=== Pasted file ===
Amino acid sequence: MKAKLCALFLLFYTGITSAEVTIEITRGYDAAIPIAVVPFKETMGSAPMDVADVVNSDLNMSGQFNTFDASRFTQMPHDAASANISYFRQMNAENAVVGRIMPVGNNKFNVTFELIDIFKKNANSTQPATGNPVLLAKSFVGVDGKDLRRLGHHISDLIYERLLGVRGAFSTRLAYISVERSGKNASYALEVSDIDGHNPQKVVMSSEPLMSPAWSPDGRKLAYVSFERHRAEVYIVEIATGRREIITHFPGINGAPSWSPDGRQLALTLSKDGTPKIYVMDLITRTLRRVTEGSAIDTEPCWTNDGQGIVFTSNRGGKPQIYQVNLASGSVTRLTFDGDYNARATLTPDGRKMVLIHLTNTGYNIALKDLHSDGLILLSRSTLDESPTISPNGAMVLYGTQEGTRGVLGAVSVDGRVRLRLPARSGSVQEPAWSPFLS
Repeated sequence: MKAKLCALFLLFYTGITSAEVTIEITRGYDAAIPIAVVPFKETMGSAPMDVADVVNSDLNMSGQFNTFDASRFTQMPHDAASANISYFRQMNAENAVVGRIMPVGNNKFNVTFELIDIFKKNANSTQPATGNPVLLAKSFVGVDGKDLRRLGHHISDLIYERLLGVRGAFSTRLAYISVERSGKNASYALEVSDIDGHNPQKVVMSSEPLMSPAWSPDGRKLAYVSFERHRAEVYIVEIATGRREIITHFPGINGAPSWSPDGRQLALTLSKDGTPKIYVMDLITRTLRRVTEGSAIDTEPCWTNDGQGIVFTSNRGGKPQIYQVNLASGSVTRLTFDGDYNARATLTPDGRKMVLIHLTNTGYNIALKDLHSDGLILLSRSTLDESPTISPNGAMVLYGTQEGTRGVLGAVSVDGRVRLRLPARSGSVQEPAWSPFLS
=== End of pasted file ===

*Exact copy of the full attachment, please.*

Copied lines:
Amino acid sequence: MKAKLCALFLLFYTGITSAEVTIEITRGYDAAIPIAVVPFKETMGSAPMDVADVVNSDLNMSGQFNTFDASRFTQMPHDAASANISYFRQMNAENAVVGRIMPVGNNKFNVTFELIDIFKKNANSTQPATGNPVLLAKSFVGVDGKDLRRLGHHISDLIYERLLGVRGAFSTRLAYISVERSGKNASYALEVSDIDGHNPQKVVMSSEPLMSPAWSPDGRKLAYVSFERHRAEVYIVEIATGRREIITHFPGINGAPSWSPDGRQLALTLSKDGTPKIYVMDLITRTLRRVTEGSAIDTEPCWTNDGQGIVFTSNRGGKPQIYQVNLASGSVTRLTFDGDYNARATLTPDGRKMVLIHLTNTGYNIALKDLHSDGLILLSRSTLDESPTISPNGAMVLYGTQEGTRGVLGAVSVDGRVRLRLPARSGSVQEPAWSPFLS
Repeated sequence: MKAKLCALFLLFYTGITSAEVTIEITRGYDAAIPIAVVPFKETMGSAPMDVADVVNSDLNMSGQFNTFDASRFTQMPHDAASANISYFRQMNAENAVVGRIMPVGNNKFNVTFELIDIFKKNANSTQPATGNPVLLAKSFVGVDGKDLRRLGHHISDLIYERLLGVRGAFSTRLAYISVERSGKNASYALEVSDIDGHNPQKVVMSSEPLMSPAWSPDGRKLAYVSFERHRAEVYIVEIATGRREIITHFPGINGAPSWSPDGRQLALTLSKDGTPKIYVMDLITRTLRRVTEGSAIDTEPCWTNDGQGIVFTSNRGGKPQIYQVNLASGSVTRLTFDGDYNARATLTPDGRKMVLIHLTNTGYNIALKDLHSDGLILLSRSTLDESPTISPNGAMVLYGTQEGTRGVLGAVSVDGRVRLRLPARSGSVQEPAWSPFLS